Hapag-Lloyd was ordered to pay a logistics company $822,220 after a judge determined the ocean carrier had racked up 14 Shipping Act violations.
The decision, handed down Friday by an administrative law judge with the Federal Maritime Commission (FMC), stemmed from an investigation that began last November and related to a question of whether Hapag-Lloyd had incorrectly levied detention fees on 11 empty containers moved by Golden State Logistics.
Carriers assess detention fees on customers that do not return empty containers back to the terminal within a specified timeframe. The return process usually requires an appointment to bring the empties back to a terminal.
Golden State, based in Rancho Dominguez, Calif., is a logistics company that offers port drayage and transportation out of the Los Angeles and Long Beach ports among other services.
The logistics company contended it had attempted to return the empty containers and was unable to schedule an appointment to bring the empties back. The containers, as a result, were returned past the due date and Golden State was charged a detention fee.
The carrier said it assessed $8,125 in fees, while an invoice had the total at $10,135, according to the FMC ruling.
The judge determined that, while not all of the late fees were unfairly charged, the lack of appointments to return the 11 containers made it “unreasonable” to charge detention, calling the assessment “punitive” and the charges “serve no additional purpose when a lack of appointments at [Hapag-Lloyd’s] designated location prevent timely return.”
The judge found Hapag-Lloyd violated the law “by imposing and refusing to waive detention charges where there were insufficient appointments to return these empty containers.”
“We are thoroughly looking into this ruling and will then decide upon further legal action,” a Hapag-Lloyd spokesperson said in an email to Sourcing Journal.
The ruling comes amid continued criticism by some in the shipping community over ocean carrier practices around detention and demurrage fees and container rates among other things, prompting attempts to reform current law.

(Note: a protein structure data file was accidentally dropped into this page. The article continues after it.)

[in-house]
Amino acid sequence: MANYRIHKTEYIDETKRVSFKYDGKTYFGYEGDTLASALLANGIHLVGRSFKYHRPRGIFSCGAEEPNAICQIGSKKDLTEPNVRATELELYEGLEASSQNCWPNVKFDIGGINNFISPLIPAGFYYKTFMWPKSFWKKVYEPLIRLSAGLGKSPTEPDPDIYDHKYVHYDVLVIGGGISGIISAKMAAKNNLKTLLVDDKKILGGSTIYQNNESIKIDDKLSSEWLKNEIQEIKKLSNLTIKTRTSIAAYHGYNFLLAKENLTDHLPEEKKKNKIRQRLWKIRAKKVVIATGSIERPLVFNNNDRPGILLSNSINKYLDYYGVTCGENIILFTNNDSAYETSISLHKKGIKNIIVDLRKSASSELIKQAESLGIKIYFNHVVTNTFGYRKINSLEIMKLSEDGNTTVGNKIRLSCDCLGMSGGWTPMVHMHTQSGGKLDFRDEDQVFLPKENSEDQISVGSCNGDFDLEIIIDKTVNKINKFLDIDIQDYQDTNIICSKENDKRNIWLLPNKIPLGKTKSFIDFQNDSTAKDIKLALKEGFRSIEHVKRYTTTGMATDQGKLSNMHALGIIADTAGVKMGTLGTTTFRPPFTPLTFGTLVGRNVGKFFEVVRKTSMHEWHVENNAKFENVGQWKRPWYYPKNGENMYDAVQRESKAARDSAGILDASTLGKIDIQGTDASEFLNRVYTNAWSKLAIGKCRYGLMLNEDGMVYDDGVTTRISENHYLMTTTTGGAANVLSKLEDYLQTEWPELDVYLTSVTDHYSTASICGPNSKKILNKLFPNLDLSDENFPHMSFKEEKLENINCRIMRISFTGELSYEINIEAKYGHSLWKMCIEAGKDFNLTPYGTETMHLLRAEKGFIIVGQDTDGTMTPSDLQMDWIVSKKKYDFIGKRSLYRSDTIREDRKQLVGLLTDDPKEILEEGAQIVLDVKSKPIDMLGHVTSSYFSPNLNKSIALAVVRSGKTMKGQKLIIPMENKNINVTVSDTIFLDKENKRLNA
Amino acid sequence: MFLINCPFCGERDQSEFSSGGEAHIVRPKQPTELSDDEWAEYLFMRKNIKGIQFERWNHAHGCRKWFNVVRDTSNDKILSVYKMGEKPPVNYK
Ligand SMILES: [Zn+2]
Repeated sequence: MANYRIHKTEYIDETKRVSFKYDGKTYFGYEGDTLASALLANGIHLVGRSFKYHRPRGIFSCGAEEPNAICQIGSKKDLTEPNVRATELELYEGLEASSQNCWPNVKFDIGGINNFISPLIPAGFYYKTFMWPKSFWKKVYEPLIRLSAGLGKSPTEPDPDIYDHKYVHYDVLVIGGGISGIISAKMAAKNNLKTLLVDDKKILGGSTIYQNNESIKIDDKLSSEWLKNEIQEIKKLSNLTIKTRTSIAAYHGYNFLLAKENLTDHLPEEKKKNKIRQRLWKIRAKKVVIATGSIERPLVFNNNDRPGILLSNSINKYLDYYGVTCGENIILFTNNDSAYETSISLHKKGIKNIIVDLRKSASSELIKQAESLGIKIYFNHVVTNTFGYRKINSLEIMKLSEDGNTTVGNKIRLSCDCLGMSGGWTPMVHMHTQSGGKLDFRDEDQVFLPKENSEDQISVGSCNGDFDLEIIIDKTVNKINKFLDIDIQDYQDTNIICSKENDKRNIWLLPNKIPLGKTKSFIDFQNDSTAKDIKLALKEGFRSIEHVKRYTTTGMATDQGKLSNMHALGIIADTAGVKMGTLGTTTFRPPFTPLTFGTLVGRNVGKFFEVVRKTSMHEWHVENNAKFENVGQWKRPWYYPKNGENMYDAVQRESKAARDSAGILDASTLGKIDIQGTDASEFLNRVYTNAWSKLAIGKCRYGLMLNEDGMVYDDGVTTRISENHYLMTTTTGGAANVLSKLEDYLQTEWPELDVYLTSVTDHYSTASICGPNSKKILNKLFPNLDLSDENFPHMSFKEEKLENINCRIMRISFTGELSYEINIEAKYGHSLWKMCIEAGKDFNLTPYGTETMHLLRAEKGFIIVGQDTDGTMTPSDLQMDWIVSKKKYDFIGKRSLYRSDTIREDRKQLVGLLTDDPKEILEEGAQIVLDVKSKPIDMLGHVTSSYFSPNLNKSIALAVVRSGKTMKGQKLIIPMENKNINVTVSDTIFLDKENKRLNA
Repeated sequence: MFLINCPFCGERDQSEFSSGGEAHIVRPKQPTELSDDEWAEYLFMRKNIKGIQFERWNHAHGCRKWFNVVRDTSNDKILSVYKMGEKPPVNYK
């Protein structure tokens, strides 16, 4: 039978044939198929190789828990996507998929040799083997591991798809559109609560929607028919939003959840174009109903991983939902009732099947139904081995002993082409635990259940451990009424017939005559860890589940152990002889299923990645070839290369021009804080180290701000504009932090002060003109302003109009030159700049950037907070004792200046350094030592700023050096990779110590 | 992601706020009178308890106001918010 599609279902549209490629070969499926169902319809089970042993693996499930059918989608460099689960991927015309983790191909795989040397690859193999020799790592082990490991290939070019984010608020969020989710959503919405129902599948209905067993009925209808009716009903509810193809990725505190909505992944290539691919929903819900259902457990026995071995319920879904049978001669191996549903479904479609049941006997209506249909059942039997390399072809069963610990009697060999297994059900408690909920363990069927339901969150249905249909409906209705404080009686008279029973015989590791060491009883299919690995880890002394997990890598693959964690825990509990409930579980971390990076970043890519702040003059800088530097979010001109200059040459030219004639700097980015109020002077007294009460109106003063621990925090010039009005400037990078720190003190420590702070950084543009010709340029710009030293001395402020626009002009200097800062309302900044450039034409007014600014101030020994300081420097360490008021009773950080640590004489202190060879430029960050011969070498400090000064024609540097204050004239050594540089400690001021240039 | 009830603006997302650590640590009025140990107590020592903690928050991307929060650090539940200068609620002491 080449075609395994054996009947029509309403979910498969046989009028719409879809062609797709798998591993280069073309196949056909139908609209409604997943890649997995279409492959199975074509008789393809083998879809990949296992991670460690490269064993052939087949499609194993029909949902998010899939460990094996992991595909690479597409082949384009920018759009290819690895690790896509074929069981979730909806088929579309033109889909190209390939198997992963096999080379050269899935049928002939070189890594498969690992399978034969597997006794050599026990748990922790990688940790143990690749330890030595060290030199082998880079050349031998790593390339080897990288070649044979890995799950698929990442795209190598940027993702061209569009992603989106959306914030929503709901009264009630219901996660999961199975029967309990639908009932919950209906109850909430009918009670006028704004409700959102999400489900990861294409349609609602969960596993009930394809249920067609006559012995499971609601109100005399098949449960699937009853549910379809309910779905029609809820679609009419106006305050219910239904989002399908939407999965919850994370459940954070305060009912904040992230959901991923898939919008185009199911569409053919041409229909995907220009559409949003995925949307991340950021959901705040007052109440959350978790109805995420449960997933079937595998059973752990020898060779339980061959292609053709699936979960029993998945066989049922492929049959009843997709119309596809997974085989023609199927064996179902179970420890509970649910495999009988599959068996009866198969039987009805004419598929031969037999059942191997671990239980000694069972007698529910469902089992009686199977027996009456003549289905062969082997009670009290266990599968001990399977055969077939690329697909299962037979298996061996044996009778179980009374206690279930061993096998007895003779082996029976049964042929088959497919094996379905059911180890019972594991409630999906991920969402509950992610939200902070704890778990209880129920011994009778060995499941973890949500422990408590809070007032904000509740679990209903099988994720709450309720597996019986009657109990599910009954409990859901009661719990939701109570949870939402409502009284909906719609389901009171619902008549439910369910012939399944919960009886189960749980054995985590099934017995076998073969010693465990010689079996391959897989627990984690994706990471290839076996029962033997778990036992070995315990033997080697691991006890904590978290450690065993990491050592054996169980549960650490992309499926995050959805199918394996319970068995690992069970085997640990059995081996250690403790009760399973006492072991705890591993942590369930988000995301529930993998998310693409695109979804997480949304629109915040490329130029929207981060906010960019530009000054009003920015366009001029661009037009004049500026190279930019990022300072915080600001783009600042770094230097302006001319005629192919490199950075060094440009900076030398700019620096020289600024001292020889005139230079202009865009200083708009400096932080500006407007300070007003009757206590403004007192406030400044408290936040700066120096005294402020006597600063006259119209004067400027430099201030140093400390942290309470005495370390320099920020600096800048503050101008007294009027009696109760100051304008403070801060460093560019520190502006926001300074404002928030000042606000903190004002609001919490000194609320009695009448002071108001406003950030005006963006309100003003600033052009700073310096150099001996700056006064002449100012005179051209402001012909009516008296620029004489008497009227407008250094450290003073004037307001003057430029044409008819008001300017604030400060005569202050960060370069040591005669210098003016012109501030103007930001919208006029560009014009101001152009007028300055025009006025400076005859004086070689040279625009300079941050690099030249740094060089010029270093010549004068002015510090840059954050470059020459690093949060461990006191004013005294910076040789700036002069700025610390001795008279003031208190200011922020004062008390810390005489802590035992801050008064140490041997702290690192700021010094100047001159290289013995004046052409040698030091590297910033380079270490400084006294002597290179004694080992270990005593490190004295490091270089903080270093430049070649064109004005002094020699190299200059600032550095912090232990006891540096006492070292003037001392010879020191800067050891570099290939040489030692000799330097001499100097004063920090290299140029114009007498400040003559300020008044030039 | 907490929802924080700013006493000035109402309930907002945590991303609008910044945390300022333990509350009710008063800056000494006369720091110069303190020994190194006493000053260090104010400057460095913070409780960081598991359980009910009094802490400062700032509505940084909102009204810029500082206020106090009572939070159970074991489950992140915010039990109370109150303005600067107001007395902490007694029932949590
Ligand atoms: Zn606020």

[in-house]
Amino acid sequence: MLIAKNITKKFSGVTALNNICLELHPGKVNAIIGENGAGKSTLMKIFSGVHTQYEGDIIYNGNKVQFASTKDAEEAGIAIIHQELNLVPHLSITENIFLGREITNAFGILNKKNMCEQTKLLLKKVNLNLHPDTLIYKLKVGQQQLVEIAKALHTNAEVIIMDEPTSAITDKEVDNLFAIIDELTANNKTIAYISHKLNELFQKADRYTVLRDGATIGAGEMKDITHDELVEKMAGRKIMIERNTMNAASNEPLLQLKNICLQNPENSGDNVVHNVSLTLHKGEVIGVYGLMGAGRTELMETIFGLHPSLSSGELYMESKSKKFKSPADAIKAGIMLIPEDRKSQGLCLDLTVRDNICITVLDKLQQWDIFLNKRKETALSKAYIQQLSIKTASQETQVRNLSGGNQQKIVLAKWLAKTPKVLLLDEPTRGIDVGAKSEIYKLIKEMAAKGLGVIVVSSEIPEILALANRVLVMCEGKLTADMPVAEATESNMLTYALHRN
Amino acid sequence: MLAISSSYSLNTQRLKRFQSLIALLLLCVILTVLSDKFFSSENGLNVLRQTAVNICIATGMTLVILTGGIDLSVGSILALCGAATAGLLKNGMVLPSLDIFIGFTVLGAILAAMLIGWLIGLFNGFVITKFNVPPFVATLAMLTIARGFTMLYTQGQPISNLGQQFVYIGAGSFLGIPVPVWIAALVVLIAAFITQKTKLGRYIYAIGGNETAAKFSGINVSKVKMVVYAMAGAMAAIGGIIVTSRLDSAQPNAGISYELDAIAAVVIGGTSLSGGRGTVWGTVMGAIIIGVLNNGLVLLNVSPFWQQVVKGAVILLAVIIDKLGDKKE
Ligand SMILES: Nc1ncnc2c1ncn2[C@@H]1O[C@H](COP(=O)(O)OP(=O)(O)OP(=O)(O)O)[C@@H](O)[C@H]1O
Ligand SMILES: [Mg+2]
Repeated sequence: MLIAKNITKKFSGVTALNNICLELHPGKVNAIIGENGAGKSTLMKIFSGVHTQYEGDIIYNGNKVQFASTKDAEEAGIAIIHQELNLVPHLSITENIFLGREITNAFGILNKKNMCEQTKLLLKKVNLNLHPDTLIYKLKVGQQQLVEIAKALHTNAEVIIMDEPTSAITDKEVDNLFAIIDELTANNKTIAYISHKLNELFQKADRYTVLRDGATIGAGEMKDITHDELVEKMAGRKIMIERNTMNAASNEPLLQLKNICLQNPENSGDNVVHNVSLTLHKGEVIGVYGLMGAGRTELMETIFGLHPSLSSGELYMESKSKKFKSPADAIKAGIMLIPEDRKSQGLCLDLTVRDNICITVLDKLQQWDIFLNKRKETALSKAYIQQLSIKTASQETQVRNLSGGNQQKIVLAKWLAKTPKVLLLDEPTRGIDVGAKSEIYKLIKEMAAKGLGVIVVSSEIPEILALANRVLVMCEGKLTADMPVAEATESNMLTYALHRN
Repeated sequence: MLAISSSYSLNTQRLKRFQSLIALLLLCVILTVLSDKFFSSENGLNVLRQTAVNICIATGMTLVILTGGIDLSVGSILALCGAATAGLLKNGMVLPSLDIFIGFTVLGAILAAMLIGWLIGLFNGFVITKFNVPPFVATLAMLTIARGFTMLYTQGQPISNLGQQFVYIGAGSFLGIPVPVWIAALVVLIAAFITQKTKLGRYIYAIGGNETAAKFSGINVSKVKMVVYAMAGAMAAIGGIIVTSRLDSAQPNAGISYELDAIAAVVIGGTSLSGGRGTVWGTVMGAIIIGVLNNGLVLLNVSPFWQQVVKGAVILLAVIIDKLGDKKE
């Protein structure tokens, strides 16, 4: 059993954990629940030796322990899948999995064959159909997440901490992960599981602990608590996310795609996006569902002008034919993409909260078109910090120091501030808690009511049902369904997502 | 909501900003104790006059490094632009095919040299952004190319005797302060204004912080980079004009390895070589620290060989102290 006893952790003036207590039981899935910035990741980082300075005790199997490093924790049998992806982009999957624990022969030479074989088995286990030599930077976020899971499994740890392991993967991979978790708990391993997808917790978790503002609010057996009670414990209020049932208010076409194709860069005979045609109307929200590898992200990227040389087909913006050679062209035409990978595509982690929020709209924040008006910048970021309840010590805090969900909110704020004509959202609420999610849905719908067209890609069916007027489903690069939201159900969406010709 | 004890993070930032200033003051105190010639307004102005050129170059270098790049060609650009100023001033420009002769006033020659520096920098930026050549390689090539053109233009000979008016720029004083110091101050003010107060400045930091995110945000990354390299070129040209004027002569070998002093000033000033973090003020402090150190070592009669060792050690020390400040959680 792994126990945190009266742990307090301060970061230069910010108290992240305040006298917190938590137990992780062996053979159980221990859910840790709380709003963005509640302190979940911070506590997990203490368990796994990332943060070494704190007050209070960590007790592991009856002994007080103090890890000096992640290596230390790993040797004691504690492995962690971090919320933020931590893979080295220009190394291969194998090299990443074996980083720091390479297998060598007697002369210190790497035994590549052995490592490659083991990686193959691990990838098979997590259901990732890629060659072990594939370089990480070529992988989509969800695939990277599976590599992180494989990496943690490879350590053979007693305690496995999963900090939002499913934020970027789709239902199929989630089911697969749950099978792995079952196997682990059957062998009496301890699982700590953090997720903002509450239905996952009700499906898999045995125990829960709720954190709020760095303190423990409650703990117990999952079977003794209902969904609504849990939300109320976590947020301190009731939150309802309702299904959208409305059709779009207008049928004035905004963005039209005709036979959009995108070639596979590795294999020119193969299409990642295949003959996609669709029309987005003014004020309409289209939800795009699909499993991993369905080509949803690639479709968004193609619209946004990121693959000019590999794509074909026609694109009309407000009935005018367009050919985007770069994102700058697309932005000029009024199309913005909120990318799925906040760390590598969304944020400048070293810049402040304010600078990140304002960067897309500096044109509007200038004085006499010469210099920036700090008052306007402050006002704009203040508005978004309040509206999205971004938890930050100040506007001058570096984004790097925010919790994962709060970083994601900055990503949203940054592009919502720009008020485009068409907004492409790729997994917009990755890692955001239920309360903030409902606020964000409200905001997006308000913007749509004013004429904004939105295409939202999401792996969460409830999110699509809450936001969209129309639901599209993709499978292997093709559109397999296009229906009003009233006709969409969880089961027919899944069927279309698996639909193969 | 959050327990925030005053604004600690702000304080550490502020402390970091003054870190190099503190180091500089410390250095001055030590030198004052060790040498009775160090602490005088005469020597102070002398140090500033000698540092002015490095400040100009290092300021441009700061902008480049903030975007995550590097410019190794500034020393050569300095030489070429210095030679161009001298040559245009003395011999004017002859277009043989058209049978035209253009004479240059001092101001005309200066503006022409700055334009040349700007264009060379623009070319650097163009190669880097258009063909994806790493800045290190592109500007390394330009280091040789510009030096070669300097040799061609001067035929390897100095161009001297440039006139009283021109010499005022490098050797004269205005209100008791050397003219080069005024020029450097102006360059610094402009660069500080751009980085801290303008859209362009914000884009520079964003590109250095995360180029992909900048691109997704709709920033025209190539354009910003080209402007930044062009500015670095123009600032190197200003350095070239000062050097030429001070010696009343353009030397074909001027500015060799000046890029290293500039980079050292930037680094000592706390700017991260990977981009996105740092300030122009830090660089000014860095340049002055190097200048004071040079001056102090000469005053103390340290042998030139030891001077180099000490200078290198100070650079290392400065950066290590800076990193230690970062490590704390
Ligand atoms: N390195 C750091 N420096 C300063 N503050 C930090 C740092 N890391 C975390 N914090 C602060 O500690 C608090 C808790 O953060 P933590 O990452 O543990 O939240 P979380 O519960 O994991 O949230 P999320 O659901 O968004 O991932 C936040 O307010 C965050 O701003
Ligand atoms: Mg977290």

The Senate approved the Ocean Shipping Reform Act (OSRA) earlier this month, following the House’s passage of its version of the bill in December. Congress will now work on a final version that will then go before President Biden.
OSRA aims to tackle a number of maritime issues and marks the first time in nearly two decades a major overhaul has been crafted for the Shipping Act. The legislation would require carriers to report imports and exports loaded onto ships in the United States, gives the FMC greater power to investigate carrier fees and promotes more information sharing.
The FMC has been tackling the issue of fees for some time now.
The agency, more recently, was asked by shippers in 2016 to create a rule that would specify when it would be considered unreasonable to charge detention and demurrage.
“The rule followed years of complaints from U.S. importers, exporters, transportation intermediaries and drayage truckers that ocean carrier and marine terminal operator demurrage and detention practices unfairly penalized shippers, intermediaries and truckers for circumstances outside their control,” the FMC said at the time of the rule’s implementation.
The conclusion from an investigation into the matter found “a situation marked by” increasing charges, complexity around the charges and a lack of clarity and consistency on the policies surrounding the fees.
A final rule established in April 2020 aimed at clarifying when the FMC could look into unfair demurrage and detention policies.